Since this isn’t a tutorial on HTML, CSS or JavaScript, here are a few external links if you are just getting up to speed:

For Programmers: Speaking JavaScript
Non-programmers: A Smarter Way to Learn JavaScript

&  A Smarter Way to Learn HTML and CSS

You won’t need too much to start and it may be better to learn what you need as you go rather than over prepare.

There are many ways to work with JavaScript code via editors, development environments and the like. These projects in canvas, however, can be done entirely inside the chrome browser using the Google Dev Editor for Chrome.

They can also be done in online sandboxes. For example, I’ll be using CodePen to publish the code and results and embed them here in the blog. The only reason I don’t do the whole thing in CodePen is I like the ability to doodle with code art in coffee shops and odd places that don’t always have internet connections. I know, heresy, but such places actually exist especially as I do most of my work/play out of the country (USA.) Instant access also rewards working in small time slices when the opportunity arises, although it’s almost guaranteed that you’ll get pulled into something deep at some point or another if you engage in this activity that will in turn create flow states of hours of fascinated absorption.

With the preamble out of the way, it’s time to dive in.

The canvas tag defines a rectangular surface with dimensions of height and width in a browser that code can then scribble on. The canvas coordinate system starts with x=0 and y=0 in the top left corner of the canvas. So a canvas with a height and width of 150 pixels would have these x,y coordinates:

coords
To start drawing on the canvas JavaScript needs a reference to the canvas tag using its “id” attribute. There can be multiple canvases on a page, each with different ids. Obtaining the reference is illustrated in the following code, which first grabs the  canvas id and then uses it to create a drawing context:

var canvas = document.getElementById("canvas");
var ctx = canvas.getContext("2d");

ctx is assigned a canvas context; a context returns different tools based on whether it is writing to a canvas in 2d mode, which is the most widely supported, or 3d, also known as webgl which later projects will delve into.

Using the ctx object returned from the request, we can access functions which will write directly on the canvas.

And this is enough of a start to make something interesting. In generative art, it’s often fun to start with just a handful of elements and constraints and see what happens. This project will use only:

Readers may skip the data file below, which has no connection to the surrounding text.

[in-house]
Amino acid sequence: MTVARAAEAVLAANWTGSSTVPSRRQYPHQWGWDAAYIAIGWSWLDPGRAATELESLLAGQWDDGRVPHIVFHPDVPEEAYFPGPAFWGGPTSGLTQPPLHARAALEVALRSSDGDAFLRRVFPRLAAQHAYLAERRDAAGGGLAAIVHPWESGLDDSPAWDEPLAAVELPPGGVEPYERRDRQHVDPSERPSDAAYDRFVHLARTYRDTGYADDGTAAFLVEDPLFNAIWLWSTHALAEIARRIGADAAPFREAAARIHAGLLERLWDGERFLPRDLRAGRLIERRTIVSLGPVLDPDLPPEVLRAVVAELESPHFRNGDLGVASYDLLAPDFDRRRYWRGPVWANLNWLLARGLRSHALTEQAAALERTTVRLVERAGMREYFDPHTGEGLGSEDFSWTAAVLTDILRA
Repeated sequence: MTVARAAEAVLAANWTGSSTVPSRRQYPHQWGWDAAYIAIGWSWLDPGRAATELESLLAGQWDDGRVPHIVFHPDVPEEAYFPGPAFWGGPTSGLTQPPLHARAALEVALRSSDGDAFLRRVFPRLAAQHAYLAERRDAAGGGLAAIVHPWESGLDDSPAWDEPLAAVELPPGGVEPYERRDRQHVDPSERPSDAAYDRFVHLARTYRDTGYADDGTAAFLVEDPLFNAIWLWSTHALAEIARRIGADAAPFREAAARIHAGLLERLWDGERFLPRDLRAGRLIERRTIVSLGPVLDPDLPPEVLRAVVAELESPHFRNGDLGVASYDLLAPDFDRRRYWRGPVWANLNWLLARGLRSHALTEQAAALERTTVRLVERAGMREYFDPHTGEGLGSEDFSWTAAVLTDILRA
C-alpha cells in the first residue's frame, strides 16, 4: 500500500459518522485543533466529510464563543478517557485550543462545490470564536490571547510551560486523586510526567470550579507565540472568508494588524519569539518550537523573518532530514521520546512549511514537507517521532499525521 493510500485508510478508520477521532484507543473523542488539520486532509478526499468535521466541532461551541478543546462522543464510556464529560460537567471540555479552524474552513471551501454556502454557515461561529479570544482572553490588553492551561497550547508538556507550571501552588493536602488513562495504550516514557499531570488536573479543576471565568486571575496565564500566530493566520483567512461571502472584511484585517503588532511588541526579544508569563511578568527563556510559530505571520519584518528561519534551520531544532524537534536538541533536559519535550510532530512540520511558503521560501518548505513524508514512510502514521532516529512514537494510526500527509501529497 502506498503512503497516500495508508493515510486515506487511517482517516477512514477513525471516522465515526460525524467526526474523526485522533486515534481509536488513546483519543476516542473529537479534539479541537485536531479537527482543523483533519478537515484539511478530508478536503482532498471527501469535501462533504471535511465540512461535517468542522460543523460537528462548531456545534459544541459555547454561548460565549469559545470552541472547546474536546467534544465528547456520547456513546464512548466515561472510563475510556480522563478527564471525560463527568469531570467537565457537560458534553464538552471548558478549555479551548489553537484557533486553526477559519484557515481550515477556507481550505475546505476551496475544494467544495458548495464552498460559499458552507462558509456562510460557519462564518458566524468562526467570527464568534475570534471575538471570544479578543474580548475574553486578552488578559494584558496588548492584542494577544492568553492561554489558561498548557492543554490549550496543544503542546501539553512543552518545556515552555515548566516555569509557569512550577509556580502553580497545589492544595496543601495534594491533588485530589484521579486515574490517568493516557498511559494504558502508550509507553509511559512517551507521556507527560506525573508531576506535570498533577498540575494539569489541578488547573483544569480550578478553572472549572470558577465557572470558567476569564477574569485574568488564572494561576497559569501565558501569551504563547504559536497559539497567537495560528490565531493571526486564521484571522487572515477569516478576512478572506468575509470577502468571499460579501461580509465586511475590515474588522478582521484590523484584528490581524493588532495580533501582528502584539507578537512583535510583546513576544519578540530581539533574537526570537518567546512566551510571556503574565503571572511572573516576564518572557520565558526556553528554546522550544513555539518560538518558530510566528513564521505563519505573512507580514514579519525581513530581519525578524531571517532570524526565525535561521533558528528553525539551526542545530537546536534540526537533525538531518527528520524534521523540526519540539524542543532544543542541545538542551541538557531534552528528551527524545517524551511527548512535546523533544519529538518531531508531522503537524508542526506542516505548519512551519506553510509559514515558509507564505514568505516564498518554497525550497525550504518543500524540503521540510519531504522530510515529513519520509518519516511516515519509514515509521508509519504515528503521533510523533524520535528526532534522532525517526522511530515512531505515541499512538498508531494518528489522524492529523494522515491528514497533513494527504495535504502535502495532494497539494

• rectangles and the 3 functions that draw rectangles in the canvas api
  • colors – for both the strokes (the outline) and the fills (inside area) of the rectangles
  • random numbers – injecting the essential “discovery” element into the generative art piece
  • and nothing else, canvas-wise

A rectangle is the “hello world” of canvas drawing; there are 3 functions that create them:

fillRect(x, y, width, height)
draws a rectangle filled with the current fillStyle, defaults to black if no fill was specified.

strokeRect(x, y, width, height)
draws a rectangular outline with the current strokeStyle.

clearRect(x, y, width, height)
clears the specified rectangular area, making it fully transparent.

The two color styles mentioned above can be assigned colors in the format used by CSS.

fillStyle = “#ff0000”; // set to red
fillStyle = “red”; // also sets to red using css predefined color names (see link above for all the valid names)

strokeStyle = rgb(255,0,0); // same deal, sets to red using another css color construct
strokeStyle = rgba(255,0,0, 0.5); // sets to a red with an opacity of 50%
lineWidth = 2; // how many pixels wide the stroke is, defaults to 1

The ctx variable pulled from canvas can now be used to access all the functions in the canvas api. To draw a red rectangle at coordinates 50, 50 on the canvas:

ctx.fillStyle = "red"; 
ctx.fillRect(75,75,60,60);

And before running this, adding this css in the <head> section in the HTML will show the boundaries of the canvas more clearly to help see where in the canvas objects are being drawn:

<style type="text/css">
body {margin:20px; background-color: #202020}
canvas { border: 1px solid white; }
</style>

Which creates this:

red box

Notice the the x,y coordinates of the box starts at 75, 75 which is the exact center of the 150×150 canvas. The box isn’t centered though because the x,y coordinates is where the top, left of the box starts, not the middle. Now to punch a transparent hole in the middle of that red box:

ctx.clearRect(105,150,20,20);

punch hole

and finally, draw a rectangular outline:

ctx.strokeStyle = "red";
ctx.lineWidth = 3;
ctx.strokeRect(95, 80, 20, 50);

jail

Putting it all together, the final example above was created with the following HTML:

<!DOCTYPE html>
<html lang="en">
<head>
<title>Canvas Example</title>
<style type="text/css">
body {margin:20px; background-color: #202020}
canvas { border: 1px solid white; }
</style>
</head>
<body>
<canvas id="canvas" width="150" height="150"></canvas>
<script src="draw.js">
</script>
</body>
</html>

and the following JavaScript (in draw.js):

var canvas = document.getElementById("canvas");
var ctx = canvas.getContext("2d");
ctx.fillStyle = "red"; 
ctx.fillRect(75,75,60,60);
ctx.clearRect(105,150,20,20);
ctx.strokeStyle = "red";
ctx.lineWidth = 3; 
ctx.strokeRect(95, 80, 20, 50);

The last piece needed before cutting loose and making some cool stuff is a little helper function added to the Javascript that will return a random integer between x and y inclusively:

function randomIntBetween(min,max) {
return Math.floor(Math.random()*(max-min+1)+min);
}

Enough to get started… let’s make some art with rectangles using fills, strokes, colors and coordinates and random properties. Here’s what I built. Comments in the code should explain what was done. If you (i.e. that one guy or gal that tripped across this page while searching for blue arctic foxes) decide to make something, please post a link in the comments, which goes for all the following parts of this journey as well.

Playing with Rectangles

Left click on the canvas to generate a new pattern. Right click and save to save the image. Click Open Controls to change the parameters. (Don’t click the Rerun button that appears from CodePen unless you want to reset all the parameters.)

See the Pen Canvas 1.0 by Kentskyo (@kentskyo) on CodePen.0